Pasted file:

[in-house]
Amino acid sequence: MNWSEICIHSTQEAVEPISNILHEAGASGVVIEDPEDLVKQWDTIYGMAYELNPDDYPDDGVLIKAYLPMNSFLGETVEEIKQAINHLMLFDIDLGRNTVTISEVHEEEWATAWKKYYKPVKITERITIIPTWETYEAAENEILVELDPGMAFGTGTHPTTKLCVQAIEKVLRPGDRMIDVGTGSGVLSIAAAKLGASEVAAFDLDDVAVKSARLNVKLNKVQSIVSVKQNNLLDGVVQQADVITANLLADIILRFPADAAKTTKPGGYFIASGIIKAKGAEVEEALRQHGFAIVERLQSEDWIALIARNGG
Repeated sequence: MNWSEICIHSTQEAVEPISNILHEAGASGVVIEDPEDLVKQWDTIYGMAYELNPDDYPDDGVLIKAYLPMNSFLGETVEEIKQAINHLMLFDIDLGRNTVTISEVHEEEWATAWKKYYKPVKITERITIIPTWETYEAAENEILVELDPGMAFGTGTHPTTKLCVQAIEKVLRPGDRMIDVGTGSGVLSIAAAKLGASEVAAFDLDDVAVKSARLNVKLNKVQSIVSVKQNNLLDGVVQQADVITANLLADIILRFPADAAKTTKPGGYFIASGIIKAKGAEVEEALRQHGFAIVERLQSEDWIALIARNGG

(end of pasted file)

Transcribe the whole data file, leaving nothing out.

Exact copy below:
[in-house]
Amino acid sequence: MNWSEICIHSTQEAVEPISNILHEAGASGVVIEDPEDLVKQWDTIYGMAYELNPDDYPDDGVLIKAYLPMNSFLGETVEEIKQAINHLMLFDIDLGRNTVTISEVHEEEWATAWKKYYKPVKITERITIIPTWETYEAAENEILVELDPGMAFGTGTHPTTKLCVQAIEKVLRPGDRMIDVGTGSGVLSIAAAKLGASEVAAFDLDDVAVKSARLNVKLNKVQSIVSVKQNNLLDGVVQQADVITANLLADIILRFPADAAKTTKPGGYFIASGIIKAKGAEVEEALRQHGFAIVERLQSEDWIALIARNGG
Repeated sequence: MNWSEICIHSTQEAVEPISNILHEAGASGVVIEDPEDLVKQWDTIYGMAYELNPDDYPDDGVLIKAYLPMNSFLGETVEEIKQAINHLMLFDIDLGRNTVTISEVHEEEWATAWKKYYKPVKITERITIIPTWETYEAAENEILVELDPGMAFGTGTHPTTKLCVQAIEKVLRPGDRMIDVGTGSGVLSIAAAKLGASEVAAFDLDDVAVKSARLNVKLNKVQSIVSVKQNNLLDGVVQQADVITANLLADIILRFPADAAKTTKPGGYFIASGIIKAKGAEVEEALRQHGFAIVERLQSEDWIALIARNGG